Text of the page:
Word from Mission Year Executive Director on Racism and Violence in Charlottesville
The recent events in Charlottesville tell us that we have a lot of work to do in our nation and churches if we are going to get real about racism and racial injustice in our country. Racial justice is central to our work at Mission Year and resisting evil, racial hatred, and violence is core to the gospel that we seek to incarnate in our communities. We had alumni involved on the front lines of the counter protest in Charlottesville as well as a staff member who went to provide care in the aftermath, and the stories we are hearing are deeply troubling.
Denouncing the white supremacists, KKK, Nazis, and other hate groups that were there to intimidate and harm does not seem adequate enough a response. For we know that they are only the most extreme and explicit expressions of racism within our country. The hatred, violence, death, and terror they invoked is reprehensible and the impact upon the Charlottesville community are long lasting. I’ve been told, a cloud of dread and uncertainty hangs over the city and many community members and faith leaders are still in fear for their lives. We send our thoughts and prayers to our friends in Charlottesville and to everyone who has been traumatized by these events. We also encourage our Mission Year community to send support to organizations providing trauma care in the wake of these events. To support involved, local ministers in Charlottesville please visit Congregate Cville.
It’s important in moments like this to do a deeper examination of the presence of racism within our nation. The reality is that someone doesn’t have to be a racist to enable racist structures to persist. Our context in the city allows us to see that race is embedded in our institutions, policies, and hearts. One doesn’t need to be a white segregationist holding “whites only” signs, when our cities, neighborhoods, schools, and churches are already so segregated by race. Yes, we must condemn white supremacists and segregationists, but we also need to dismantle racial segregation, starting in our lives, churches, and communities. One doesn’t have to threaten violence to immigrants and religious minority groups when the political rhetoric and policy of our nation is already one of hostility and aggression. We need to condemn open bigotry, and we also have to hold those in office accountable to humane and compassionate responses toward those who are different from the majority culture. We cannot forget the biblical call to welcome the stranger and suffer with the members of our collective body who suffer. It’s easy to condemn the brutal beating of a black male in Charlottesville, but what are we doing about the mass incarceration of black males across this nation? Our work is to “be our brother’s keeper,” and “to love our neighbor as ourselves,” which involves protecting black and brown lives in the same way we protect white lives. We preserve statues of Confederate soldiers and also, racism is embedded within all our cultural institutions. Our work requires examining policies, institutions, churches, workplaces, families, and our own hearts for the ways racism has distorted our views of others and of ourselves. It’s not enough to tear down racist icons; we need to create more equitable systems. The reality is, someone doesn’t have to spew hatred to enable racism, they just need to stay silent in the face of it. Proverbs 31:8-9 instructs us to speak up when we see others being victimized and hurt by injustice, and as Rabbi Abraham Heschel said, “indifference to evil is more insidious than evil itself.”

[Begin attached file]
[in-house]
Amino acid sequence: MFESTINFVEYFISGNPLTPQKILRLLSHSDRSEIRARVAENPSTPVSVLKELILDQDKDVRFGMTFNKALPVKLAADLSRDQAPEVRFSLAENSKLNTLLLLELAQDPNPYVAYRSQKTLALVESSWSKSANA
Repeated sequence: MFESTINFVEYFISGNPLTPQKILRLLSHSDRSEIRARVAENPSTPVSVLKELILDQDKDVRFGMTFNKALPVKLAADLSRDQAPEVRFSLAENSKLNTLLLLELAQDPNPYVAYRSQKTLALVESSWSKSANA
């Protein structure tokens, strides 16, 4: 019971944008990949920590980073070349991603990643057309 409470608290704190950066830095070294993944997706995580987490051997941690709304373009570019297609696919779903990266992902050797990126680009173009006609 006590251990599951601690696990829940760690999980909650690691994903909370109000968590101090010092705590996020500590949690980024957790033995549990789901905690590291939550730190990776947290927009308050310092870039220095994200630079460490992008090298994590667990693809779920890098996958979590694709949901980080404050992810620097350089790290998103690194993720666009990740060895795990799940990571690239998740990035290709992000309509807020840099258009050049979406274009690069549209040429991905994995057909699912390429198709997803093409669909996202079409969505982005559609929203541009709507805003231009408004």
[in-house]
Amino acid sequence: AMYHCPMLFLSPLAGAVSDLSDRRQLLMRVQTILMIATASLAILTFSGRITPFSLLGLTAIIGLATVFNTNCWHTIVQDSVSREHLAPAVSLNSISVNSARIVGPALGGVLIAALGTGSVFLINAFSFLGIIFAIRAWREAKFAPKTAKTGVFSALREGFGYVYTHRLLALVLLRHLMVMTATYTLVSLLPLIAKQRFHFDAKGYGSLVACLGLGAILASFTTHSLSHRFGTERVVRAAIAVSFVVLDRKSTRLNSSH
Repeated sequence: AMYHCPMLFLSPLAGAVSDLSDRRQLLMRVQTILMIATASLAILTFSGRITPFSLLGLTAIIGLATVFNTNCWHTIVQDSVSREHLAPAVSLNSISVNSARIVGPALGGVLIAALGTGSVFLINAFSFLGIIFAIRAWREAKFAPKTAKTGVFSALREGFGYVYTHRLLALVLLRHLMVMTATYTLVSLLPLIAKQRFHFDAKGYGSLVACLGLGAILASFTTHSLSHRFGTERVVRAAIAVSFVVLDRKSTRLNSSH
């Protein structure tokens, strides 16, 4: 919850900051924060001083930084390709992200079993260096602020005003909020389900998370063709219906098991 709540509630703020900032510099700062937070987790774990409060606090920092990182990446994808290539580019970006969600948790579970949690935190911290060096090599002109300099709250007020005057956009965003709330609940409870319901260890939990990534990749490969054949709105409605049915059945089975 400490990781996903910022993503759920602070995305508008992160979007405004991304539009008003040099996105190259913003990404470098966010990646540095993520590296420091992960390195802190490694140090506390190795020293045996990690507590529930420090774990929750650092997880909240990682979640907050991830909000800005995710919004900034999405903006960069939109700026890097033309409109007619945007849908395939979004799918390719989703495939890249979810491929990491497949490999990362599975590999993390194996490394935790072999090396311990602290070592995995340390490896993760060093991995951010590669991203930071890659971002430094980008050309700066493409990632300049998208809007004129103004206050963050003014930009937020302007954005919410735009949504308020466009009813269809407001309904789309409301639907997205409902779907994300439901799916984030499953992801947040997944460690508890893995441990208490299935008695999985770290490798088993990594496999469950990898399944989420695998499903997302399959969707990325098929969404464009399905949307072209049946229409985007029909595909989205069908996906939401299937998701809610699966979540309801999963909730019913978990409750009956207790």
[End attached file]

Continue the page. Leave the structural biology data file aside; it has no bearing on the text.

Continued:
It’s not the active white supremacists alone who are maintaining racism in America, we are all complicit. It’s important for Christians, and white people specifically, to denounce the overt acts of racism, but we have to look how we have also perpetrated these structures through our own ignorance, fear, apathy, greed, pride, and silence. Denying covert racism and our culpability only strengthens the systems that maintain racial inequality and oppression. Dismantling statues is a necessary first step, but it will take much more collective will and work to dismantle racism within our institutions, culture, and hearts.
It will take humility to hear and believe the critiques from communities who are most impacted by racism. Most of what I know about racial injustice I learned from listening and living alongside neighbors who experienced it most severely. We need to listen to the prophetic leaders of color, young and old, who are lovingly pointing out how the poison of racism is killing them and us. What we have to remember is, acknowledging and uprooting racism is in everybody’s best interest. Renouncing white supremacy, in all its forms, and siding with people of color in their struggles for equal rights, protections, and value liberates us all. We can’t come together as one nation by sweeping hundreds of years of history and current realities of racial injustice under the rug. We have to confront it within ourselves and commit to weeding it out together in society for the sake of us all.
We invite you to renew your commitment to learning to do justly and unlearning oppression, listening to diverse voices, lamenting injustice, linking with others who are mobilizing for action, and leveraging your power and resources for racial equity and justice. There is too much at stake for us to give into apathy and despair. One thing that gives me hope is this, during some of the worst atrocities in human history, there have always been people of faith who resisted evil and injustice and risked their lives to represent a different kingdom. This is a Kairos moment. May we be faithful in our time and in our generation to stand in that tradition and do the same.